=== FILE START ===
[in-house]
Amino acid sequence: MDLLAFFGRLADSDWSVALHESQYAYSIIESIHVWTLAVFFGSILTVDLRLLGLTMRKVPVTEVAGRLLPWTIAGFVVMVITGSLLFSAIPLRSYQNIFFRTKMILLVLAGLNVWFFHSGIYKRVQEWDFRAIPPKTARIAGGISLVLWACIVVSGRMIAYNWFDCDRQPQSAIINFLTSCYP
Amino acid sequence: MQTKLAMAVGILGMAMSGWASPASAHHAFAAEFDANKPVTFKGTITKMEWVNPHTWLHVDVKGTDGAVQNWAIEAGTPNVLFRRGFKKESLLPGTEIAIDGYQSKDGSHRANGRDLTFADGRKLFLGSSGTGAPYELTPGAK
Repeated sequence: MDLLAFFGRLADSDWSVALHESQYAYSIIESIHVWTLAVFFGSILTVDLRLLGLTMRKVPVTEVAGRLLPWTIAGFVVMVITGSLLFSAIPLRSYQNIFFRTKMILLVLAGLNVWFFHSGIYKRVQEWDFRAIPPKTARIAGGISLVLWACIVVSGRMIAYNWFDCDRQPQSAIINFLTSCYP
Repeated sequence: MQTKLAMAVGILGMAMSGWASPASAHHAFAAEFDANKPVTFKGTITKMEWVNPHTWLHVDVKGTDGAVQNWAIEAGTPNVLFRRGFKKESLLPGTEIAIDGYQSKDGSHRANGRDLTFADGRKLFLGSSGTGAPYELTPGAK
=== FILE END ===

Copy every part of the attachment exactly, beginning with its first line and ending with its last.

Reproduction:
[in-house]
Amino acid sequence: MDLLAFFGRLADSDWSVALHESQYAYSIIESIHVWTLAVFFGSILTVDLRLLGLTMRKVPVTEVAGRLLPWTIAGFVVMVITGSLLFSAIPLRSYQNIFFRTKMILLVLAGLNVWFFHSGIYKRVQEWDFRAIPPKTARIAGGISLVLWACIVVSGRMIAYNWFDCDRQPQSAIINFLTSCYP
Amino acid sequence: MQTKLAMAVGILGMAMSGWASPASAHHAFAAEFDANKPVTFKGTITKMEWVNPHTWLHVDVKGTDGAVQNWAIEAGTPNVLFRRGFKKESLLPGTEIAIDGYQSKDGSHRANGRDLTFADGRKLFLGSSGTGAPYELTPGAK
Repeated sequence: MDLLAFFGRLADSDWSVALHESQYAYSIIESIHVWTLAVFFGSILTVDLRLLGLTMRKVPVTEVAGRLLPWTIAGFVVMVITGSLLFSAIPLRSYQNIFFRTKMILLVLAGLNVWFFHSGIYKRVQEWDFRAIPPKTARIAGGISLVLWACIVVSGRMIAYNWFDCDRQPQSAIINFLTSCYP
Repeated sequence: MQTKLAMAVGILGMAMSGWASPASAHHAFAAEFDANKPVTFKGTITKMEWVNPHTWLHVDVKGTDGAVQNWAIEAGTPNVLFRRGFKKESLLPGTEIAIDGYQSKDGSHRANGRDLTFADGRKLFLGSSGTGAPYELTPGAK